“In cases where the employer requires the hire to be very good at English, then consciously or unconsciously, they may have a concern when looking at their resume,” said Oreopoulos. “The other possibility is preference-based discrimination: the employer, consciously or unconsciously, prefers to have applicants of the same ethnicity working for them.”

Oreopoulos said both explanations are likely factors.

“There is definitely an amount of unfairness, no matter what’s underlying this result,” he said.

“I’m not surprised one bit,” said Terry Johal, president of the Indo-Canadian Business Association of B.C.

“I guarantee you discrimination is there. We all know it’s there, but how do you recognize it?”

Johal said some Indo-Canadians ”” himself included ”” adopt an English name to make communication easier. But he cautioned that anglicizing foreign names will not solve the problem.

“If you change your name and send a fake resume, at the end of the day you”ve got to go for an interview,” he said.
 
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Re: Ethnic names' struggle in job search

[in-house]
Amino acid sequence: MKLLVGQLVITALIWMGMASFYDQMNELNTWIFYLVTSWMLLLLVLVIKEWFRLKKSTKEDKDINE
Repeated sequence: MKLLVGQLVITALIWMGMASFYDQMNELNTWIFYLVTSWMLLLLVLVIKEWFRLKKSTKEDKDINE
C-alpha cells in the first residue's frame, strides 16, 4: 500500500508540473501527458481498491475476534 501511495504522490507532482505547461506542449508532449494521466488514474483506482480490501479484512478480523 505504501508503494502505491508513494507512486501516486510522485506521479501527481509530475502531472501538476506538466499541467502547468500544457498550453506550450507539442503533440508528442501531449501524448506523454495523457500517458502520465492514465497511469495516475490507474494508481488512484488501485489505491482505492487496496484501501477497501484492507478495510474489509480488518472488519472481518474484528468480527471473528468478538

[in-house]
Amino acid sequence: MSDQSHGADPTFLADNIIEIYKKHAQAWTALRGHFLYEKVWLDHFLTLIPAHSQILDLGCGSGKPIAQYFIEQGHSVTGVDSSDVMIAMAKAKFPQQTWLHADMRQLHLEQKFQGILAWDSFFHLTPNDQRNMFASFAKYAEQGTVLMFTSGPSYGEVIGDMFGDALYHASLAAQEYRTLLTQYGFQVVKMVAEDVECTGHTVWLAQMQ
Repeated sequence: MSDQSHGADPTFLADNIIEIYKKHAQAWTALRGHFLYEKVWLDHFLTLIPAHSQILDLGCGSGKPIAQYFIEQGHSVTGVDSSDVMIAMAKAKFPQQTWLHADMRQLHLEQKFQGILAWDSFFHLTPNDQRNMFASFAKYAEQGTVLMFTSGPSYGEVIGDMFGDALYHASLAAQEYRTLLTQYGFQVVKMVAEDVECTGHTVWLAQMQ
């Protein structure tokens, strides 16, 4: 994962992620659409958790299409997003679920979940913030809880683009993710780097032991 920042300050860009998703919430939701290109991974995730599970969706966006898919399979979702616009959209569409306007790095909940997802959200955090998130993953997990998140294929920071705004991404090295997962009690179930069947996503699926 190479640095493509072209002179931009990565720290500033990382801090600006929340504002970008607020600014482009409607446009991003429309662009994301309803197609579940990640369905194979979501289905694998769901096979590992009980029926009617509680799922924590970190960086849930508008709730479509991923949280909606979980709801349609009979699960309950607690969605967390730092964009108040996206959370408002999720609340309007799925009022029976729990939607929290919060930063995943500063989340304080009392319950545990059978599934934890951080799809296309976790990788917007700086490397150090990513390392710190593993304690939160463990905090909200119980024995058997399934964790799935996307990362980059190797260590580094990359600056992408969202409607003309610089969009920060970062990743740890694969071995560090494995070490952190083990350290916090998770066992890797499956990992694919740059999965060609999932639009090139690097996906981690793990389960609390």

Yep Calliope I agree

English is a universal language - they learn english, plus their own countries

Also, coz they live so close to other countries, spend alot of holiday time there, they learn that as well..
By the end, they know about 5
 
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Re: Ethnic names' struggle in job search

its really a shame the ability for this silent racism to remain
Like I said, the door swings both ways.

I would be hard pressed to get a job in an asian convenience store. As a previous poster said, trying to apply in any country with potential barriers causes problems. If I have to interview 25 people I want the ones I think, from using the information they have provided will be the most suitable, time is money.

There are aspects of this everywhere, sexism is the other one, unfortunately we have gone too far and now women are probably getting the better deal in a lot of cases ( government, paid maternity leave, equal pay for less experience pressures etc )
 

Julia

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Re: Ethnic names' struggle in job search

Once upon a time, employers could simply hire whomever they wanted.

It was considered their right in terms of having the capacity to choose who they considered would most benefit their business.

And no one told them they shouldn't. Or that they were being unfair, unreasonable or racist.